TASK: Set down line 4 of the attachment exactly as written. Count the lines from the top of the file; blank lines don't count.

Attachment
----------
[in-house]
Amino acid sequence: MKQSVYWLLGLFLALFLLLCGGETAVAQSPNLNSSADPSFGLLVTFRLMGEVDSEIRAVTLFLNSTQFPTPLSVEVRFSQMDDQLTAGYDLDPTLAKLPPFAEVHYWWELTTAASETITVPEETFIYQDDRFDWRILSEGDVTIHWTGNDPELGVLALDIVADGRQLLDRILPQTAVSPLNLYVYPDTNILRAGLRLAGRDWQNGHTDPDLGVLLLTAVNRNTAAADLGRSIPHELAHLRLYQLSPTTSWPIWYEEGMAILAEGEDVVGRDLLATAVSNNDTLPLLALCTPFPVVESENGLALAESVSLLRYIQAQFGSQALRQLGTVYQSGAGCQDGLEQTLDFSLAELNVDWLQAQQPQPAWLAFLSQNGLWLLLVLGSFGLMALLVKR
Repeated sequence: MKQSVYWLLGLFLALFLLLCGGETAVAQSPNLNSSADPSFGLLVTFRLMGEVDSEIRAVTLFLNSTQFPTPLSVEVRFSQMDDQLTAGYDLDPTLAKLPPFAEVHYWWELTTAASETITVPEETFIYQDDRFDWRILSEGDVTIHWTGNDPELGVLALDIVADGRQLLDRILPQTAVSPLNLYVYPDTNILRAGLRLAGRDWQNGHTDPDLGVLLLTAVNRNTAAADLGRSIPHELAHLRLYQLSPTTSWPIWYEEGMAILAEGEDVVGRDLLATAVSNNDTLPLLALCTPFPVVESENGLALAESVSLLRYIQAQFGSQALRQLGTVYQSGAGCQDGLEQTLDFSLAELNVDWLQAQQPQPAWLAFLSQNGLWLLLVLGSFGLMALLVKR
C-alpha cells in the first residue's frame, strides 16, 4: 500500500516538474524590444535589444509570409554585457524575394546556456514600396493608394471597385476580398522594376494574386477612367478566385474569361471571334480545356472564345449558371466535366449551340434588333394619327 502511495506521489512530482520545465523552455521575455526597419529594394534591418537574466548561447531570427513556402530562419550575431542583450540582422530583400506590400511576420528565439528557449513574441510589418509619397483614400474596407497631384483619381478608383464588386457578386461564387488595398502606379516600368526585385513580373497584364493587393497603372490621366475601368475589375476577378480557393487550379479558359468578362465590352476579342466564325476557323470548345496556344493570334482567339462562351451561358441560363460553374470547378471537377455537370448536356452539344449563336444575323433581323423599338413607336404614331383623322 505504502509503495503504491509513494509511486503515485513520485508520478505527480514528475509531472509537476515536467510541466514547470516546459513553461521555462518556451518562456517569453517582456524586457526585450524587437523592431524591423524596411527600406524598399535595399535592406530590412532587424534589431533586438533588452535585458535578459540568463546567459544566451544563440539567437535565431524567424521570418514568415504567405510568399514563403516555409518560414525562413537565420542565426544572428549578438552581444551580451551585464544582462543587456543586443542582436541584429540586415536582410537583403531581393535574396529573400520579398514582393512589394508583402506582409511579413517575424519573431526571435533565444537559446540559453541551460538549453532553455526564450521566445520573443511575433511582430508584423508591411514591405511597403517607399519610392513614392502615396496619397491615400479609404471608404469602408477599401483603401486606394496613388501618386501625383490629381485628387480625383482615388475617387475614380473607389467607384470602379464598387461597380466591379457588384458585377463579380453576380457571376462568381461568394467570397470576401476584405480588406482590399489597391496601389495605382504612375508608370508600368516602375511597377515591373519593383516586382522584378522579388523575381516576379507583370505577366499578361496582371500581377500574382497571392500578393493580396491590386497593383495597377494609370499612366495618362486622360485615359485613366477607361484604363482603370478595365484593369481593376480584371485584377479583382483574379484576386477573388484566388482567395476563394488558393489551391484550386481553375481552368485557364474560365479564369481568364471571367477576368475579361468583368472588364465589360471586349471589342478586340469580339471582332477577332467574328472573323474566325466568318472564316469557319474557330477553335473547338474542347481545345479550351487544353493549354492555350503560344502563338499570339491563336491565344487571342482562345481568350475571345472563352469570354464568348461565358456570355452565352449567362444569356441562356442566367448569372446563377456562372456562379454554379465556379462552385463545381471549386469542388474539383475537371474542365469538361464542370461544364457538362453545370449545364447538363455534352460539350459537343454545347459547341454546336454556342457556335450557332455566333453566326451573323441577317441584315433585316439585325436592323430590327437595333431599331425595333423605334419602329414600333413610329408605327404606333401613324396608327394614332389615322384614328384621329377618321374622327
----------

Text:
C-alpha cells in the first residue's frame, strides 16, 4: 500500500516538474524590444535589444509570409554585457524575394546556456514600396493608394471597385476580398522594376494574386477612367478566385474569361471571334480545356472564345449558371466535366449551340434588333394619327 502511495506521489512530482520545465523552455521575455526597419529594394534591418537574466548561447531570427513556402530562419550575431542583450540582422530583400506590400511576420528565439528557449513574441510589418509619397483614400474596407497631384483619381478608383464588386457578386461564387488595398502606379516600368526585385513580373497584364493587393497603372490621366475601368475589375476577378480557393487550379479558359468578362465590352476579342466564325476557323470548345496556344493570334482567339462562351451561358441560363460553374470547378471537377455537370448536356452539344449563336444575323433581323423599338413607336404614331383623322 505504502509503495503504491509513494509511486503515485513520485508520478505527480514528475509531472509537476515536467510541466514547470516546459513553461521555462518556451518562456517569453517582456524586457526585450524587437523592431524591423524596411527600406524598399535595399535592406530590412532587424534589431533586438533588452535585458535578459540568463546567459544566451544563440539567437535565431524567424521570418514568415504567405510568399514563403516555409518560414525562413537565420542565426544572428549578438552581444551580451551585464544582462543587456543586443542582436541584429540586415536582410537583403531581393535574396529573400520579398514582393512589394508583402506582409511579413517575424519573431526571435533565444537559446540559453541551460538549453532553455526564450521566445520573443511575433511582430508584423508591411514591405511597403517607399519610392513614392502615396496619397491615400479609404471608404469602408477599401483603401486606394496613388501618386501625383490629381485628387480625383482615388475617387475614380473607389467607384470602379464598387461597380466591379457588384458585377463579380453576380457571376462568381461568394467570397470576401476584405480588406482590399489597391496601389495605382504612375508608370508600368516602375511597377515591373519593383516586382522584378522579388523575381516576379507583370505577366499578361496582371500581377500574382497571392500578393493580396491590386497593383495597377494609370499612366495618362486622360485615359485613366477607361484604363482603370478595365484593369481593376480584371485584377479583382483574379484576386477573388484566388482567395476563394488558393489551391484550386481553375481552368485557364474560365479564369481568364471571367477576368475579361468583368472588364465589360471586349471589342478586340469580339471582332477577332467574328472573323474566325466568318472564316469557319474557330477553335473547338474542347481545345479550351487544353493549354492555350503560344502563338499570339491563336491565344487571342482562345481568350475571345472563352469570354464568348461565358456570355452565352449567362444569356441562356442566367448569372446563377456562372456562379454554379465556379462552385463545381471549386469542388474539383475537371474542365469538361464542370461544364457538362453545370449545364447538363455534352460539350459537343454545347459547341454546336454556342457556335450557332455566333453566326451573323441577317441584315433585316439585325436592323430590327437595333431599331425595333423605334419602329414600333413610329408605327404606333401613324396608327394614332389615322384614328384621329377618321374622327